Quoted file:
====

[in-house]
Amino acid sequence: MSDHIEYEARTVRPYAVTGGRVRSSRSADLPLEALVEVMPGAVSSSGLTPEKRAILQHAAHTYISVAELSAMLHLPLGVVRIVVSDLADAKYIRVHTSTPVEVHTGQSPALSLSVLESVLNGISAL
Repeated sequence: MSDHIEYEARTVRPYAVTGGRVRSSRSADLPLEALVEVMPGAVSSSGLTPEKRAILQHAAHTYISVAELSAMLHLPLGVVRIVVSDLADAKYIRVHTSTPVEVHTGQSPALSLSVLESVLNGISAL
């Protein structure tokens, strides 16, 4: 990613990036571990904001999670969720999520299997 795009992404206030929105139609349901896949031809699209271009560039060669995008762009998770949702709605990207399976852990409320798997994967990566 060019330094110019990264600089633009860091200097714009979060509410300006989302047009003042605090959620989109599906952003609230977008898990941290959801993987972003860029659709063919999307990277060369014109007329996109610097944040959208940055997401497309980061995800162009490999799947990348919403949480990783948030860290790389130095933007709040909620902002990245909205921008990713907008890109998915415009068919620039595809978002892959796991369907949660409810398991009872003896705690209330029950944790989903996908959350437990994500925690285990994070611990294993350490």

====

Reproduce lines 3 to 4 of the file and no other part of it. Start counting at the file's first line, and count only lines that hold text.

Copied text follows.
Repeated sequence: MSDHIEYEARTVRPYAVTGGRVRSSRSADLPLEALVEVMPGAVSSSGLTPEKRAILQHAAHTYISVAELSAMLHLPLGVVRIVVSDLADAKYIRVHTSTPVEVHTGQSPALSLSVLESVLNGISAL
């Protein structure tokens, strides 16, 4: 990613990036571990904001999670969720999520299997 795009992404206030929105139609349901896949031809699209271009560039060669995008762009998770949702709605990207399976852990409320798997994967990566 060019330094110019990264600089633009860091200097714009979060509410300006989302047009003042605090959620989109599906952003609230977008898990941290959801993987972003860029659709063919999307990277060369014109007329996109610097944040959208940055997401497309980061995800162009490999799947990348919403949480990783948030860290790389130095933007709040909620902002990245909205921008990713907008890109998915415009068919620039595809978002892959796991369907949660409810398991009872003896705690209330029950944790989903996908959350437990994500925690285990994070611990294993350490």